ELIZABETHTOWN - Though Republican committee members voted overwhelmingly to endorse Kristy Sprague, her challengers remain in the race for the office of Essex County District Attorney.
Sprague, an assistant district attorney in Clinton County and a graduate of Moriah Central School, secured her party's endorsement with roughly two-thirds of the committee's weighted votes March 31.
The GOP endorsement is a coveted one in the county where registered Republicans outnumber Democrats two to one. Help with fundraising and carrying petitions comes with the party's backing.
Despite losing out on that support, incumbent district attorney Julie Garcia has expressed her intent to continue campaigning, with hopes of winning the Republican primary in September.
"Julie Garcia believes in letting the people decide and not a select group of people who have distorted her record," said Brandon Quinn, spokesman for Garcia's re-election campaign. He said Garcia was disapointed, but not surprised at the results of the endorsement meeting.
Quinn pointed to a handful of committee members who worked to undermine support for Garcia, including former DA Ronald Briggs of North Elba, who obtained five proxy votes after writing a lengthy letter to the committee criticizing Garcia's tenure in office.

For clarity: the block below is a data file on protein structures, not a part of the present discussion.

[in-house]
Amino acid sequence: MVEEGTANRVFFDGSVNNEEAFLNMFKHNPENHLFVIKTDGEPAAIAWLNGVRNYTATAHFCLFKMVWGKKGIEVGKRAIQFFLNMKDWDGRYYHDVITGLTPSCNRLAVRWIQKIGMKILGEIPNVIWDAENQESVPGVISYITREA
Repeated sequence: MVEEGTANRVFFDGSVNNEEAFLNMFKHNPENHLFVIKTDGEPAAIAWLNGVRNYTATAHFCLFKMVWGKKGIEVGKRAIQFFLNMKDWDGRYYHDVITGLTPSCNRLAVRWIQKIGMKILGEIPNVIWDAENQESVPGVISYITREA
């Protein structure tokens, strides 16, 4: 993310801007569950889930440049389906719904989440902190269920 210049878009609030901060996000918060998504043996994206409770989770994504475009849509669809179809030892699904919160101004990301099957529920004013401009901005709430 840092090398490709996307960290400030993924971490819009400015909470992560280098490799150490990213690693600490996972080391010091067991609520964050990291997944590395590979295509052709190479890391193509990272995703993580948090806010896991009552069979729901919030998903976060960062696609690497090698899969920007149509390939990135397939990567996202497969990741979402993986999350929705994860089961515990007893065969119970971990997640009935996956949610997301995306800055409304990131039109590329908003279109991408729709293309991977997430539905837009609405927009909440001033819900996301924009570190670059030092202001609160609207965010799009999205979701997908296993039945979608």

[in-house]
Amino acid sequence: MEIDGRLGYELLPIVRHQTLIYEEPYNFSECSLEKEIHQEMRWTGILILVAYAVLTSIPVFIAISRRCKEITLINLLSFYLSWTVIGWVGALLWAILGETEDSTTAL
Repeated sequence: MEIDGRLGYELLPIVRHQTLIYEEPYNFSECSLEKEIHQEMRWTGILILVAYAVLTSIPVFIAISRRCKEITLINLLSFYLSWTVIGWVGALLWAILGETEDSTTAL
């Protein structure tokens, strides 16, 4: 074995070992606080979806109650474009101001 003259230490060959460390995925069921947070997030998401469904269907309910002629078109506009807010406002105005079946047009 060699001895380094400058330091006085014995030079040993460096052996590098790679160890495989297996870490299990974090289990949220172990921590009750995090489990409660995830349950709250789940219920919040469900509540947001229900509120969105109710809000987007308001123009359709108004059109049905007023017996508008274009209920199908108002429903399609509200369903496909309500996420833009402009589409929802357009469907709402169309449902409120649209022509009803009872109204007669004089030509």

Garcia beat Briggs, the previous incumbent, for the Republican endorsement prior to the last election.
"Ms. Garcia has utterly failed the people of Essex County and does not deserve another term in office," Briggs wrote, claiming Garcia has mishandled cases and inflated her office's budget.
Garcia denied those assertions at the committee meeting and claimed her budget had actually decreased. She also tried to clarify her stance on the use of DWI forfeiture money and her suggestion to hire a new Stop DWI coordinator; ideas that have been opposed by many Essex County Republicans who align with current Stop DWI coordinator Joseph Provoncha.
Brian Barrett, a private practice lawyer from Lake Placid, has also stated his intention to run as an independent after receiving less than two percent of the committee's endorsement vote.
Neither Barrett nor Sprague were able to be reached for comment prior to publication.